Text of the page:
In light of the multi-million dollars the board is invested in safety and security, the Deputy Superintendent will oversee the daily operations of safety measures throughout the district. He/she will oversee safety training of all employees, collaborate with safety and emergency officials in the city and county, chair the district safety committee, stay informed on best practices, and ensure safety drills are conducted on a regular basis at the district and school levels.

“As we rebuild the administration, Dr. Gildea and the board agree on the need for a Deputy Superintendent to assist in the day-to day running of the district,” said Board President Andrew Caplan. “Dr. Gildea will spend the majority of her time on improving instruction and working with our principals.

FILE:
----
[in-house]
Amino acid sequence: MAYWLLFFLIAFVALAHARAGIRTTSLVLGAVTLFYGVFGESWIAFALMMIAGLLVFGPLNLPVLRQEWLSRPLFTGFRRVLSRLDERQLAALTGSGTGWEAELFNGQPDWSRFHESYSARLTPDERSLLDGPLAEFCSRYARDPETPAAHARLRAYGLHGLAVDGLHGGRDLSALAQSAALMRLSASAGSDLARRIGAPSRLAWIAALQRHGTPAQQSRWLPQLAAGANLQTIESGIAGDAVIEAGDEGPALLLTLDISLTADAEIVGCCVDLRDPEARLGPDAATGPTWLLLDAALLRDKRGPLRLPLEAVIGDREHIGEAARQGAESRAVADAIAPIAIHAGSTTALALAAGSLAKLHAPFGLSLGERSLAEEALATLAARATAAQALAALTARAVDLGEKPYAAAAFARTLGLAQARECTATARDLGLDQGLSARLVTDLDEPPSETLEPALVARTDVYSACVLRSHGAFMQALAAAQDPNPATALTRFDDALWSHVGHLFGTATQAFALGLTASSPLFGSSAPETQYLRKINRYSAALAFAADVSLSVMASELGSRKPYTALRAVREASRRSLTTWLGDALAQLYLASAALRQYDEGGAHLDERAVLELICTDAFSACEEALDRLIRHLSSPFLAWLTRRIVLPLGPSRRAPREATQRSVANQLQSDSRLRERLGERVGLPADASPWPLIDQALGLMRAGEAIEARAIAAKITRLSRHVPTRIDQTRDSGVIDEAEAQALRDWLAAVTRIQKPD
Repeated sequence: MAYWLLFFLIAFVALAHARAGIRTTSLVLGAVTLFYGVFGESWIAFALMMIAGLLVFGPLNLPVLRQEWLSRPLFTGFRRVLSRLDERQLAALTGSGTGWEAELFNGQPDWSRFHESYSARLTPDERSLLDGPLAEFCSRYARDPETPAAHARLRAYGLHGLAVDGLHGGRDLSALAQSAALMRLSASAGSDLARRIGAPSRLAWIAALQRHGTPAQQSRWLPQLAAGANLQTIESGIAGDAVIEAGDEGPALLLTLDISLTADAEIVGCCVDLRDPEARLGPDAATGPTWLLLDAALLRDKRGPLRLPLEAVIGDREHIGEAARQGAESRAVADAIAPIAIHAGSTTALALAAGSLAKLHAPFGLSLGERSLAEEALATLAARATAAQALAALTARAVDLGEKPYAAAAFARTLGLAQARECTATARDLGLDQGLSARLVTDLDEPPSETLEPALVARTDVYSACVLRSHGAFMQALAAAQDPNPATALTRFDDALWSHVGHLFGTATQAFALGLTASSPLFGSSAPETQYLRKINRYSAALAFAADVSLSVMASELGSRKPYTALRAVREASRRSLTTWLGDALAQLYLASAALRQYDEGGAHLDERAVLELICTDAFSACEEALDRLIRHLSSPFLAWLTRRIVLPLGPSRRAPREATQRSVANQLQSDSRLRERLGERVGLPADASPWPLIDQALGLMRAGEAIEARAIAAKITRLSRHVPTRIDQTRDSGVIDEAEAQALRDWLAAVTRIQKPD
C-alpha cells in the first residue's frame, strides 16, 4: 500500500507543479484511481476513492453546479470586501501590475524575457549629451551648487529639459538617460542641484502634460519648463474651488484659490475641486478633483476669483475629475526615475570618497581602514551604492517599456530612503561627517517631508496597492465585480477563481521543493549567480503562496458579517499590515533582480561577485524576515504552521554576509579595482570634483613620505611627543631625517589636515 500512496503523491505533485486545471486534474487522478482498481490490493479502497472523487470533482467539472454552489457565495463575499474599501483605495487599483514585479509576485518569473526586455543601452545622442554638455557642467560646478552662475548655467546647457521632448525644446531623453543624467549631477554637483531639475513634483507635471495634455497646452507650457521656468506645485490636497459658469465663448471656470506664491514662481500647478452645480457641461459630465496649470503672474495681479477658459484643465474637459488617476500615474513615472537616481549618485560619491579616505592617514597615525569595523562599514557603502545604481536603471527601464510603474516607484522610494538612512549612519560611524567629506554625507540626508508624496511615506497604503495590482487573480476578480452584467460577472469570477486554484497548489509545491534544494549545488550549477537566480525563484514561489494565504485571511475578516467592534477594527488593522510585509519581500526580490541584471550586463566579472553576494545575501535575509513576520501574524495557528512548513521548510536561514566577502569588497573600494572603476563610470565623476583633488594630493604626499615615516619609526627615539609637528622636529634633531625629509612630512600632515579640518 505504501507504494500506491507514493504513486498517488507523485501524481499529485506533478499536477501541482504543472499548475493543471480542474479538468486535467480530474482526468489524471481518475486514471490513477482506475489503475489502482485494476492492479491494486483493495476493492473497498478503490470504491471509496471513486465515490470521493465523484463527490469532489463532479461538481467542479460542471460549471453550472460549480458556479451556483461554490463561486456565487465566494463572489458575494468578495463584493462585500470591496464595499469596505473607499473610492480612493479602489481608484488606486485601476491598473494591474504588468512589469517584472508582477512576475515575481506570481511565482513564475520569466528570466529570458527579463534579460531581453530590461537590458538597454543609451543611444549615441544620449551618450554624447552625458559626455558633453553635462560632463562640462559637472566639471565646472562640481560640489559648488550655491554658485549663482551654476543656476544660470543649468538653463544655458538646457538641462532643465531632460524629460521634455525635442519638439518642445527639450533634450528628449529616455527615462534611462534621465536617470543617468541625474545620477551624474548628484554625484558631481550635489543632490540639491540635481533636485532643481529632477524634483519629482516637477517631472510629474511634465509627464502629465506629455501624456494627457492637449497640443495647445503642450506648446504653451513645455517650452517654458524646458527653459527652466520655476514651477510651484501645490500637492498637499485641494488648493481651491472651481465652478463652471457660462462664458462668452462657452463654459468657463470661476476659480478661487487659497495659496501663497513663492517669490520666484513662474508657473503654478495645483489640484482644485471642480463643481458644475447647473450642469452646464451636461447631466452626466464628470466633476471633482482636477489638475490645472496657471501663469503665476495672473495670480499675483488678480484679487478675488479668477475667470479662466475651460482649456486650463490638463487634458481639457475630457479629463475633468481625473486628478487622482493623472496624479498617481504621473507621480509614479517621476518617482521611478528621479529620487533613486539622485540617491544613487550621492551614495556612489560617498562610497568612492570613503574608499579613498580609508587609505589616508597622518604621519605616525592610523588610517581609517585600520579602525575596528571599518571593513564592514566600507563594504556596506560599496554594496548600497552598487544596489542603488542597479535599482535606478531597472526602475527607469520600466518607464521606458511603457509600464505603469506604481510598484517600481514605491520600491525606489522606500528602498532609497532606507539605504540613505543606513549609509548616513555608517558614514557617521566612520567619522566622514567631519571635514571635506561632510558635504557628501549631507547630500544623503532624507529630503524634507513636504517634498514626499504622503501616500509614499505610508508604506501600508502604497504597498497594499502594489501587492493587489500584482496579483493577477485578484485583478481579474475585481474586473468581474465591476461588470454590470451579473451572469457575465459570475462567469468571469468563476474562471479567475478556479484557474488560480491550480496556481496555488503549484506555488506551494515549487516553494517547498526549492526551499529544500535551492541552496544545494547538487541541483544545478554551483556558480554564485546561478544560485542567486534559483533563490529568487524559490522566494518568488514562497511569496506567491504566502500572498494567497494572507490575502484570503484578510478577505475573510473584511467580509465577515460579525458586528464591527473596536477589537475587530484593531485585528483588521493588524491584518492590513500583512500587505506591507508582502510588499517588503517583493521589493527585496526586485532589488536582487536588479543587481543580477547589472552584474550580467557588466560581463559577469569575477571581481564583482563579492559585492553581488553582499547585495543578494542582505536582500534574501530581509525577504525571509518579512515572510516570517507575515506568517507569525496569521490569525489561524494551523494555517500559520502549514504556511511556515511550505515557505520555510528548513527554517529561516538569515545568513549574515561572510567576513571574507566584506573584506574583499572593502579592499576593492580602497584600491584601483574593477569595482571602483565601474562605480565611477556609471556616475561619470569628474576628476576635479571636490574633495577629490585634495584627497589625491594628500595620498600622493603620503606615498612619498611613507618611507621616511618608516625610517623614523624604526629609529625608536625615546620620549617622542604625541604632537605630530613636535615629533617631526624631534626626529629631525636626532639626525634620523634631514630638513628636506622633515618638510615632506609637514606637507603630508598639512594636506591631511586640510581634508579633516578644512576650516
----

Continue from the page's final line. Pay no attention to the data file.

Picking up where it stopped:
“We are looking for someone with expertise in safety and managing the physical plant. We also need someone to oversee operations of the district in order to achieve our community’s vision and mission of highly effective schools focused on student and staff well-being, safety and security, and overall progress in meeting the community’s expectations for its facilities.”

The Deputy Superintendent will guide the master facility planning process and lead efforts to successfully fund facility projects and programs. He/she will also supervise schedules and calendars of timely work projects and processes.

The posting can be viewed here.  The deadline for applications is Aug. 31.

Board Meeting Summary

July 3, 2018 | Special Regular Session

Budget Hearing